The light from heaven came into the world, but they loved the darkness more than the light, for their actions were evil. They hate the light becuase they want to sin in the darkness. They stay away from the light for fear their sins will be exposed and they will be punished. Jn.3: 19,20 NLT

But without faith it is impossible to please Him, for he who comes to God must believe that He is, and that He is a rewarder of those who diligently seek Him. Heb 11:6 NKJV

Let us hold fast the confession of our hope without wavering, for he who promised is faithful.  Heb.10:23 ESV

Since then we have a great high priest who has passed through the heavens, Jesus, the Son of God, let us hold fast our confession. For we do not have a high priest who is unable to sympathize with our weaknesses, but one who in every respect has been tempted as we are, yet without sin. Let us then with confidence draw near to the throne of grace, that we may receive mercy and find grace to help in time of need. Heb. 4:14-16 ESV

You have come to Jesus, the one who mediates the new covenant between God and people, and to the sprinkled blood, which graciously forgives instead of crying out for vengeance as the blood of Abel did.  Heb.12:24 NLT

“And they overcame him by the blood of the Lamb and by the word of their testimony [confessing that they belong to Jesus] and they did not love their lives to the death.  Rev 12:11 NKJV

I am my beloved’s, and my beloved is mine. Sng 6:3 NKJV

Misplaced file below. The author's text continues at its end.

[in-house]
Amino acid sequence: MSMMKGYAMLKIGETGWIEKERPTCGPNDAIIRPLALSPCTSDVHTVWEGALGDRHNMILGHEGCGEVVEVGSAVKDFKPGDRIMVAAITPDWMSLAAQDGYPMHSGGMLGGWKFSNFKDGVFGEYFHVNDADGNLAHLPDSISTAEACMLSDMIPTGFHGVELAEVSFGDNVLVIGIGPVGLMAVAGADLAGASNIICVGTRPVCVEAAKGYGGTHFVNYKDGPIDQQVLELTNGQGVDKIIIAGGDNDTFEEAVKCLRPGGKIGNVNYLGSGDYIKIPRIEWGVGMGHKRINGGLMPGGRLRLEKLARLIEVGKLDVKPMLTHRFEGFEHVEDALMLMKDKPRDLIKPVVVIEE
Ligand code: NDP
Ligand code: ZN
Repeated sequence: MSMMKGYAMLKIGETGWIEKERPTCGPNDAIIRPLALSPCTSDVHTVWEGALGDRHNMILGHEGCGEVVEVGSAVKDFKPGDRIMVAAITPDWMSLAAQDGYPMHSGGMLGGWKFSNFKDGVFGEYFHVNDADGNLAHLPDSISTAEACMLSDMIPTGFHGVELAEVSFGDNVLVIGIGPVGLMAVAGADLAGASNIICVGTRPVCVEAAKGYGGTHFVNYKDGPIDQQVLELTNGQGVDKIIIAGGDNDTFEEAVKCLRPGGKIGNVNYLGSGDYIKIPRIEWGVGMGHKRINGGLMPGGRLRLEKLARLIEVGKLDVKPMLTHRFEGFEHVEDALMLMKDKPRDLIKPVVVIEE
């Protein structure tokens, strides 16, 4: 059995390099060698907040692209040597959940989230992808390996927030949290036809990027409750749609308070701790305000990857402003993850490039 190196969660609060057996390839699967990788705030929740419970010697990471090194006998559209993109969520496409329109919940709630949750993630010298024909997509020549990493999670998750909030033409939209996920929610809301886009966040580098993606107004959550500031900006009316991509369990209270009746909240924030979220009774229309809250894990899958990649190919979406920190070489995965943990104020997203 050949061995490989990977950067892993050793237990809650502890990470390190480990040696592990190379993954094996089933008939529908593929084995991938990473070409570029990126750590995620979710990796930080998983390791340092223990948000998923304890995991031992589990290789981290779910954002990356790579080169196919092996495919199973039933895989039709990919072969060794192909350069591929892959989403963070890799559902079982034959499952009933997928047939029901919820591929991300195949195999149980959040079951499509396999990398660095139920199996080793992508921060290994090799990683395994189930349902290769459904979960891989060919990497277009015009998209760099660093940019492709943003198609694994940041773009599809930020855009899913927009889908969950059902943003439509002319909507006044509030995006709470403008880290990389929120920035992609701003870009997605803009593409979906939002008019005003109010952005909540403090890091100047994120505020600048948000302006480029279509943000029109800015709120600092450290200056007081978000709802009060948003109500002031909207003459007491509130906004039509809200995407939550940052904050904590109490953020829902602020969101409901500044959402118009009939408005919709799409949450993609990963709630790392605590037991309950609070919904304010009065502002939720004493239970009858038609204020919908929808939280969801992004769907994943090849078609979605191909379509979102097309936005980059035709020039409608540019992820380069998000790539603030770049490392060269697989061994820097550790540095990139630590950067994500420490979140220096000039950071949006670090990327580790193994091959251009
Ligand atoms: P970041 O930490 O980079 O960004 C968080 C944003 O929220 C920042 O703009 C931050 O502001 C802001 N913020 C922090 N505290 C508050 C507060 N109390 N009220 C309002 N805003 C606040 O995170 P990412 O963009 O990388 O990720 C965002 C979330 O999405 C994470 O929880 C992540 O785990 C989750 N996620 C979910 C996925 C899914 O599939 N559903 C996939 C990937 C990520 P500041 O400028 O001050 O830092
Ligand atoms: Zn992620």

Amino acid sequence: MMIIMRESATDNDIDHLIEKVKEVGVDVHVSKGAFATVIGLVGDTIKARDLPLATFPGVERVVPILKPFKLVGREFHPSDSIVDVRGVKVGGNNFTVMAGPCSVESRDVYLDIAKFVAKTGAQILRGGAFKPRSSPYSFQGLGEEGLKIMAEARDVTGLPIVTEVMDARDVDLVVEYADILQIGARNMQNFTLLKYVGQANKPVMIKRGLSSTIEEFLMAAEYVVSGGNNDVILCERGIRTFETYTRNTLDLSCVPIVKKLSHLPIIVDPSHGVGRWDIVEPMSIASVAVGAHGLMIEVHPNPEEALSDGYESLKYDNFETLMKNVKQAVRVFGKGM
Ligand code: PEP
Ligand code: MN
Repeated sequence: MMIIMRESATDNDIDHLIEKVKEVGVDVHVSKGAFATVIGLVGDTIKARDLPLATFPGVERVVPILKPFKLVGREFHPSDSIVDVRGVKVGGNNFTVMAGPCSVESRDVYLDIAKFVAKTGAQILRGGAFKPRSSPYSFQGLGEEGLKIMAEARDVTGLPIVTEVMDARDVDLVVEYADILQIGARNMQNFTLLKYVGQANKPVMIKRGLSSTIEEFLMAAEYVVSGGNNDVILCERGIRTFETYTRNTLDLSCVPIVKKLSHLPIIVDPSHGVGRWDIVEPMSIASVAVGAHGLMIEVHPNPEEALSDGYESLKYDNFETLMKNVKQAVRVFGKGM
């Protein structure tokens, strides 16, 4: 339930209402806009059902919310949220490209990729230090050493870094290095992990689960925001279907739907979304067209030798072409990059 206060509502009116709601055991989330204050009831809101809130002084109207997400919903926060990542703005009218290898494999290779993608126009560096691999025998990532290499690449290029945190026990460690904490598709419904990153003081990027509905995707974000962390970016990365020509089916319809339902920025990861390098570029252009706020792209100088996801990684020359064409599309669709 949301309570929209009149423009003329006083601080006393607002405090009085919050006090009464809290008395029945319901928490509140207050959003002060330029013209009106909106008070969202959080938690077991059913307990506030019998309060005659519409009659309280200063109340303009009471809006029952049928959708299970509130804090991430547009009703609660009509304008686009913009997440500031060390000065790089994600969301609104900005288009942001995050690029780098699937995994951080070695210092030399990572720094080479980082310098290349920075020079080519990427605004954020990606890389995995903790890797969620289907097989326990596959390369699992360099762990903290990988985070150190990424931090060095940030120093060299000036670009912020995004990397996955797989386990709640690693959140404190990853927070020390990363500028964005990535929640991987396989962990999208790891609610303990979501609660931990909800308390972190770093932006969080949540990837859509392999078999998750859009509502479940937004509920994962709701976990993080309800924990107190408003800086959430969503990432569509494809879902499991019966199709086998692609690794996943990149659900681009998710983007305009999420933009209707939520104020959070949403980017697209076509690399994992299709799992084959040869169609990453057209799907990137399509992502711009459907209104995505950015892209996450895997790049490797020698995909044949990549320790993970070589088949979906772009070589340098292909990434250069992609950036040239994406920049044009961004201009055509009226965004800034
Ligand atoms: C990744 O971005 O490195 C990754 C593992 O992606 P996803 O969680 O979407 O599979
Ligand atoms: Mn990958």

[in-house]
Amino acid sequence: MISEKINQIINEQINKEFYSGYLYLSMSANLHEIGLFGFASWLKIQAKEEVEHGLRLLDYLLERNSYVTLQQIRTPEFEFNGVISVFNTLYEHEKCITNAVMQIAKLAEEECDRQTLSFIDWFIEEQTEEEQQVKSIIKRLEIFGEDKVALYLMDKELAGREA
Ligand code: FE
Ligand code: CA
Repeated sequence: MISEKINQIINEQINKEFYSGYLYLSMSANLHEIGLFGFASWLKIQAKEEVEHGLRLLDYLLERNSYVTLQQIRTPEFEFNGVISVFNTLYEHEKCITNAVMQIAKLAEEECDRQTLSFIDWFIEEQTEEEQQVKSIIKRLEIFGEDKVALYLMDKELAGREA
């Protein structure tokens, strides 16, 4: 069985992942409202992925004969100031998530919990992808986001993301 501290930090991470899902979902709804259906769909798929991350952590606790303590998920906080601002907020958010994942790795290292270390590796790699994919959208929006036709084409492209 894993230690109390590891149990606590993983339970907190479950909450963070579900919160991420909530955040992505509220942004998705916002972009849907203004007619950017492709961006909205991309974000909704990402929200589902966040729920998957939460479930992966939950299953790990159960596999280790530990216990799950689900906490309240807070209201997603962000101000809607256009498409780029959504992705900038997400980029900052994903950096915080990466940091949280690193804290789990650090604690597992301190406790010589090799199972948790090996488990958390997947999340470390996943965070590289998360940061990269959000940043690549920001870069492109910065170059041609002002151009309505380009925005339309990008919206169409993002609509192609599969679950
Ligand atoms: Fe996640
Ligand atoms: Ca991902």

Come to Jesus sung by Chris Rice

 

Are you ready for a change?

I’m ready for a change of season.  Snow is beautiful.  But it gets old.  And I grow impatient for something new–a pussy willow, a green shoot, something to show that we are not stuck in eternal winter.

Now that the calendar page has flipped out of winter I am wooed by memories of forsythia blooms dancing and long-forgotten bulbs sending up spring greetings.

Those were in another world. Mine is still pretty much black and white.

It is neverthelss beautiful– 

but I’m ready for a change. Yes, even this creature of habit who prefers that life be mostly predictable, craves newness.  Thank God for seasons; He knew.

“As long as the earth endures, seedtime and harvest, cold and heat, summer and winter, day and night will never cease.” Gen 8:22 NIV

This yearning for change makes me reflect on the human condition.  Why do we grow discontent and demand something new and different in countless ways, when what we possess is functional, adequate, even beautiful?  It seems we are built straining for perfection and nothing within or without is ever quite enough.

Except God.

Unchanging. Constant. Forever Perfect.  His presence is what makes Heaven, Heaven and Earth liveable! Neither stifling boredom nor gnawing regret have a place in His presence.  To rest in Him is to find relief from our restlessness for something new and different.  Not a stitch of Him can be improved on. He radiates perfection.

And wonder of wonder He invites us to know this glory, to partake of His holiness, to be perfect! That’s going to require a radical change–a change of heart!  Since God’s standard is unchanging; ours must yield to His agenda.  That agenda is Jesus.